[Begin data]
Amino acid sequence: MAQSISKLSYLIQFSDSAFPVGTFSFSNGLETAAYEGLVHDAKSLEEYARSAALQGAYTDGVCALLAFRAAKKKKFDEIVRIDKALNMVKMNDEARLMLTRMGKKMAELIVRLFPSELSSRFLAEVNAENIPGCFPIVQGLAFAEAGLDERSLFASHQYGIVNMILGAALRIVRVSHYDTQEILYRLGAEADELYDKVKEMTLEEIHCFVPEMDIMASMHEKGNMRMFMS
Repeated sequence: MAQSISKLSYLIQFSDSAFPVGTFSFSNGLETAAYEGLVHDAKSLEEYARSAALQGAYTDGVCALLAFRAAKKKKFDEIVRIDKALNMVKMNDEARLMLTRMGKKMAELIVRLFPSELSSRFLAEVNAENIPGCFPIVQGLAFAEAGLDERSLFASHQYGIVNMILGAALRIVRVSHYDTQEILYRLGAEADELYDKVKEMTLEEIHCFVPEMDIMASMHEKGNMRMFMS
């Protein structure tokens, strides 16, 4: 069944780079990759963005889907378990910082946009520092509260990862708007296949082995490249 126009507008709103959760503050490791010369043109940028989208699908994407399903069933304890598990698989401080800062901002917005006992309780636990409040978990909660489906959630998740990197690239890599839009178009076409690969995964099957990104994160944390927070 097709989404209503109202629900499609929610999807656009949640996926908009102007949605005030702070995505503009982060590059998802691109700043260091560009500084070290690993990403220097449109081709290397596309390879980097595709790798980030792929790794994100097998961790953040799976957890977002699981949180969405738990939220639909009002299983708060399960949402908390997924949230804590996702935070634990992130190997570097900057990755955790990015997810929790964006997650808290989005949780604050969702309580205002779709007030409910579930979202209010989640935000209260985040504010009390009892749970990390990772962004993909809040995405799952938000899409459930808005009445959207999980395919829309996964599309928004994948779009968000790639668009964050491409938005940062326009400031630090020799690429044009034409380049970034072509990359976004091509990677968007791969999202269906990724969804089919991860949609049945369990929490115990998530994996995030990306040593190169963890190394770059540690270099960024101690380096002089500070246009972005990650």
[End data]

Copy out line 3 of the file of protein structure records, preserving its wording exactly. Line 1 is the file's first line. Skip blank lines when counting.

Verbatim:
């Protein structure tokens, strides 16, 4: 069944780079990759963005889907378990910082946009520092509260990862708007296949082995490249 126009507008709103959760503050490791010369043109940028989208699908994407399903069933304890598990698989401080800062901002917005006992309780636990409040978990909660489906959630998740990197690239890599839009178009076409690969995964099957990104994160944390927070 097709989404209503109202629900499609929610999807656009949640996926908009102007949605005030702070995505503009982060590059998802691109700043260091560009500084070290690993990403220097449109081709290397596309390879980097595709790798980030792929790794994100097998961790953040799976957890977002699981949180969405738990939220639909009002299983708060399960949402908390997924949230804590996702935070634990992130190997570097900057990755955790990015997810929790964006997650808290989005949780604050969702309580205002779709007030409910579930979202209010989640935000209260985040504010009390009892749970990390990772962004993909809040995405799952938000899409459930808005009445959207999980395919829309996964599309928004994948779009968000790639668009964050491409938005940062326009400031630090020799690429044009034409380049970034072509990359976004091509990677968007791969999202269906990724969804089919991860949609049945369990929490115990998530994996995030990306040593190169963890190394770059540690270099960024101690380096002089500070246009972005990650």